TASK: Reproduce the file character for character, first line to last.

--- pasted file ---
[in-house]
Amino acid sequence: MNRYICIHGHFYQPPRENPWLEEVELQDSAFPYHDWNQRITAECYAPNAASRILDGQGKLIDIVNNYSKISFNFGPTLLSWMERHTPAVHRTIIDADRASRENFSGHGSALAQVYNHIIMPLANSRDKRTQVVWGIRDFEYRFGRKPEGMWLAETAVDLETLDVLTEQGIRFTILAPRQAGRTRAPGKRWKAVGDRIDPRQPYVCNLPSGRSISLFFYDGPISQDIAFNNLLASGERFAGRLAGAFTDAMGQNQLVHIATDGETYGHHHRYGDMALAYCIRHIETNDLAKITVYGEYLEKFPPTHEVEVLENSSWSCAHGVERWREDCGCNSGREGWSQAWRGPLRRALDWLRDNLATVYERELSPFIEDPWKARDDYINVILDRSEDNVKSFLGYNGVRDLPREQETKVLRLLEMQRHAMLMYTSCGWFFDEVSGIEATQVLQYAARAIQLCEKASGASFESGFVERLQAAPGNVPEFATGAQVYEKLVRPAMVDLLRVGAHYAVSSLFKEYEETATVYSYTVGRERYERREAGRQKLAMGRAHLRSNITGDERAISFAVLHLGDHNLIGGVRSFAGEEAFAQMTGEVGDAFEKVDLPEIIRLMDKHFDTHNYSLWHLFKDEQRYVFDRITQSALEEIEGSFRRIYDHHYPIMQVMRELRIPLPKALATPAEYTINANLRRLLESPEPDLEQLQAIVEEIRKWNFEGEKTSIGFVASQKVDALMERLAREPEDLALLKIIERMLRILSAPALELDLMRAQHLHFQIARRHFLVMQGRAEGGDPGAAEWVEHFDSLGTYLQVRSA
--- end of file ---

[in-house]
Amino acid sequence: MNRYICIHGHFYQPPRENPWLEEVELQDSAFPYHDWNQRITAECYAPNAASRILDGQGKLIDIVNNYSKISFNFGPTLLSWMERHTPAVHRTIIDADRASRENFSGHGSALAQVYNHIIMPLANSRDKRTQVVWGIRDFEYRFGRKPEGMWLAETAVDLETLDVLTEQGIRFTILAPRQAGRTRAPGKRWKAVGDRIDPRQPYVCNLPSGRSISLFFYDGPISQDIAFNNLLASGERFAGRLAGAFTDAMGQNQLVHIATDGETYGHHHRYGDMALAYCIRHIETNDLAKITVYGEYLEKFPPTHEVEVLENSSWSCAHGVERWREDCGCNSGREGWSQAWRGPLRRALDWLRDNLATVYERELSPFIEDPWKARDDYINVILDRSEDNVKSFLGYNGVRDLPREQETKVLRLLEMQRHAMLMYTSCGWFFDEVSGIEATQVLQYAARAIQLCEKASGASFESGFVERLQAAPGNVPEFATGAQVYEKLVRPAMVDLLRVGAHYAVSSLFKEYEETATVYSYTVGRERYERREAGRQKLAMGRAHLRSNITGDERAISFAVLHLGDHNLIGGVRSFAGEEAFAQMTGEVGDAFEKVDLPEIIRLMDKHFDTHNYSLWHLFKDEQRYVFDRITQSALEEIEGSFRRIYDHHYPIMQVMRELRIPLPKALATPAEYTINANLRRLLESPEPDLEQLQAIVEEIRKWNFEGEKTSIGFVASQKVDALMERLAREPEDLALLKIIERMLRILSAPALELDLMRAQHLHFQIARRHFLVMQGRAEGGDPGAAEWVEHFDSLGTYLQVRSA